Egypt president defends security laws ahead of UK visit
Egyptian President Abdel Fattah al-Sisi defended a raft of tough security laws pushed through by his government, on the eve of talks in London with British Prime Minister David Cameron.
"There is a real roadmap for democracy in Egypt," Sisi told BBC television ahead of his visit.
"The Egyptian people have been calling for change for four years. It is our utmost wish to meet their demands and work towards a better democratic future."
After longtime president Hosni Mubarak was ousted in a popular uprising in 2011, Islamist president Mohamed Morsi was voted in.
But Morsi was himself deposed in 2013 by then army chief Sisi, following mass street protests.
Sisi was elected last year after crushing all forms of opposition -- Islamist supporters of the Muslim Brotherhood as well as secularists and leftists.
"In the past five years, we have been living in a state of revolution. We want stability. We don't want to do this by force or suppression," Sisi said.
"But Egypt faces monumental problems.
"We are plagued by terrorism.
"No one is oppressed in Egypt. But we're living through incredible times."
Asked about human rights, he said: "What about the millions of Egyptians who face hardship every day? What about their human rights? What about the millions of young people who want a job and education?"
Around 200 protesters gathered close to Cameron's Downing street residence on Wednesday, waving banners reading: "Sisi not welcome", "stop the repression in Egypt" and "No deals with Egypt".
Chris Nineham from the Stop the War Coalition told the crowd: "We are here tonight to stand up against the visit of the dictator al-Sisi, the man who crushed Egyptian democracy".
Another protest is planned for Thursday.
Cameron and Sisi spoke by telephone on Tuesday, and officials confirmed the Egyptian president had arrived in London Wednesday, with talks to begin on Thursday focussing on "security cooperation between both countries," a spokeswoman said.
But the visit started awkwardly as the British government announced it had temporarily suspended flights from Egypt's Red Sea resort of Sharm el-Sheikh over concerns that a Russian airliner that crashed in Sinai last week may have been brought down by a bomb.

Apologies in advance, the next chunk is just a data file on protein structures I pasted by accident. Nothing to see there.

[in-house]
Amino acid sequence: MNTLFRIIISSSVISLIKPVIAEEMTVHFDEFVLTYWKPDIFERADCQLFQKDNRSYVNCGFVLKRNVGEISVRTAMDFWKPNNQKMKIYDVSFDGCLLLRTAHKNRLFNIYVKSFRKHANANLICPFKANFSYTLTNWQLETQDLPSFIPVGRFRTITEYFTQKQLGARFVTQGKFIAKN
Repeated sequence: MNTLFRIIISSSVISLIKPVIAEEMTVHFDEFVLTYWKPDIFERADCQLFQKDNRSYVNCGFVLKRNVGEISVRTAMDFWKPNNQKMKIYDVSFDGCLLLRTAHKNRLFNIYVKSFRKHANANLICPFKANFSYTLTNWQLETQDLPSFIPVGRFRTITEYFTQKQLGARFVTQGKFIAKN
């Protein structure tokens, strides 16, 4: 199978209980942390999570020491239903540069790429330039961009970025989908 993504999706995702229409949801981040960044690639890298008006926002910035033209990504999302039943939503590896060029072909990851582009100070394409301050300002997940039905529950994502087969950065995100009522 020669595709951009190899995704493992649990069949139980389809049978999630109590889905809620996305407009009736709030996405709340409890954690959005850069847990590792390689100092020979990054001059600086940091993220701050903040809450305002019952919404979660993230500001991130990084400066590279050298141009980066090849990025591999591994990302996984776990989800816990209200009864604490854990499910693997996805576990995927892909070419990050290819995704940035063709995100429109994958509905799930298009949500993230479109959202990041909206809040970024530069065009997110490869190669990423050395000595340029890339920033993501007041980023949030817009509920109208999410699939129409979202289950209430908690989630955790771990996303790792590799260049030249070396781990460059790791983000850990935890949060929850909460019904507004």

British aviation experts have been dispatched to Sharm el-Sheikh to assess the security situation.
- 'Key British interest' -
Jeremy Corbyn, the leftist leader of the main opposition Labour Party, said Cameron's invitation to Sisi "shows contempt for human and democratic rights and threatens, rather than protects, Britain's national security".
Britain "should suspend arms exports to Egypt until democratic and civil rights are restored", he added.
Crispin Blunt, chair of the British parliament's foreign affairs scrutiny committee, told AFP it was absolutely necessary for London to engage with Cairo as Egypt's stability was a "key British interest".
"But it may not have been appropriate to have that engagement done personally with the president of Egypt who was responsible for the operations in 2013 which have ended up with him being elected president."
The Daily Telegraph newspaper reported that Sisi, ahead of his visit, called for NATO powers including Britain to help rebuild Libya, which has been beset by violence since an uprising backed by the Western military alliance toppled leader Moamer Kadhafi in 2011.
"It was a mission that was not completely accomplished," he was quoted as saying.
"We need to stop the flow of funds and weapons and foreign fighters to the extremists," Sisi said.
© 2015 AFP